And now I think I’ll have a cup of hot tea. 🙂 And continue to be a human who practices humanism, as this -ism is good, I think.

  3. June 25, 2015 at 3:28 am

    I had this conversation with a staff member a few days ago. She was asking me why I thought racism was still so bad, what could be done to change things. The conversation made me very, very uncomfortable. She is black. I am white. I am her boss. I felt defensive. I felt very, very anxious about what I was saying, worried that it would be construed improperly or used against me in the future if what I was saying was not how she perceived things or was not the “right” answer. What I learned was that her perception of racism is very different than mine. I don’t know that I can ever fully understand or even relate on even a small level. Being a woman comes with its own drawbacks and challenges but skin color is a whole other ball of wax. Whatever I think I understand, I really don’t.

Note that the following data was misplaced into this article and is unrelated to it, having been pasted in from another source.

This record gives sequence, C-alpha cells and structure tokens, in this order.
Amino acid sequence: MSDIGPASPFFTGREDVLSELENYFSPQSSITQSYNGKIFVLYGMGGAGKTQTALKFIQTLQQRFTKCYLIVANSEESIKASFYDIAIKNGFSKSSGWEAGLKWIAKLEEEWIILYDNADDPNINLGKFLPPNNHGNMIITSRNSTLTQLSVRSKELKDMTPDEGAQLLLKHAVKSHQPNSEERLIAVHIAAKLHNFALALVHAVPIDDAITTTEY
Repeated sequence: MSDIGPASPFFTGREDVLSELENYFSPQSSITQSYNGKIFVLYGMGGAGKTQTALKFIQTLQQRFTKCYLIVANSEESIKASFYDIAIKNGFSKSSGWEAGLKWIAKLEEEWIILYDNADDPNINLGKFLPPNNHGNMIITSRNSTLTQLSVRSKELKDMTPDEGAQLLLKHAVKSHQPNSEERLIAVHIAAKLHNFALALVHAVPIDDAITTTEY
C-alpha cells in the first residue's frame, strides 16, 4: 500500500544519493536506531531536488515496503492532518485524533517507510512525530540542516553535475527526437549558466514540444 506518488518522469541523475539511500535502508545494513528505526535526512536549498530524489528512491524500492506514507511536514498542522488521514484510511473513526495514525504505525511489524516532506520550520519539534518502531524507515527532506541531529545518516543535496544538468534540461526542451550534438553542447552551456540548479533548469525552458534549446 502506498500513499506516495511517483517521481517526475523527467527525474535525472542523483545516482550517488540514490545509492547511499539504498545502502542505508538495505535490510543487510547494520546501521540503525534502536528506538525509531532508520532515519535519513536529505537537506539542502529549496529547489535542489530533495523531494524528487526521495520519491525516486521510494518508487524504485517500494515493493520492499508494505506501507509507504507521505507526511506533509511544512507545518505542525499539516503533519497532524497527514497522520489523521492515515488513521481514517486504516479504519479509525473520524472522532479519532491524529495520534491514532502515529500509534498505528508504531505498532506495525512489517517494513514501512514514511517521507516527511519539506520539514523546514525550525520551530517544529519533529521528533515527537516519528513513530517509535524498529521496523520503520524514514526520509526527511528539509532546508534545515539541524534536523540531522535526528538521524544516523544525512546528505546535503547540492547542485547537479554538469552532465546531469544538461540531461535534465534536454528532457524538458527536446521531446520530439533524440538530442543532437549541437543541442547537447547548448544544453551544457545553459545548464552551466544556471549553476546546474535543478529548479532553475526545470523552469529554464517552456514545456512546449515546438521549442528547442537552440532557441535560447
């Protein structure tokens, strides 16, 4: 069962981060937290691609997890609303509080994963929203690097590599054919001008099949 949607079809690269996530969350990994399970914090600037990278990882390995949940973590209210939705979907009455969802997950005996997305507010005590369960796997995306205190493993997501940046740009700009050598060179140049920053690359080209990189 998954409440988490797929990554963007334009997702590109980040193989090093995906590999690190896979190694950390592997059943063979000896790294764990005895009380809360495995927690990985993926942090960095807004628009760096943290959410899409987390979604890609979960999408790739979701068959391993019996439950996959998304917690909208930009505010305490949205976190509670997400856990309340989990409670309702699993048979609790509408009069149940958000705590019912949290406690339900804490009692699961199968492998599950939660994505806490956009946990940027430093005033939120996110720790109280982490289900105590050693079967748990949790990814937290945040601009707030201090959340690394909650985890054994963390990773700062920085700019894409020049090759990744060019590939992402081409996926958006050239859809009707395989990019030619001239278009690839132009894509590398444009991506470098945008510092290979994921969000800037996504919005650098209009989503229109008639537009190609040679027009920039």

• June 25, 2015 at 4:50 am

      Your “being a woman” comment is illustrative. I’ve read some great feminist pieces where folks have responded to powerful women saying variations of “sexism no longer exists.” The very, very shortest form of that is to say: “You haven’t been aware you’ve come up against it, and shouldn’t assume your experience is universal. There are a million ways to experience it, most of which aren’t people saying outright, ‘Women aren’t as capable.'” The Sony email hacks gave some good insight into this, with Charlize Theron using some of the leaked information to negotiate a raise putting her Huntsmen earnings on par with a male costar’s. The fact someone doesn’t ascribe certain actions to sexism doesn’t mean sexism no longer exists; it means many people know better than to overtly shout it from the mountaintops by now.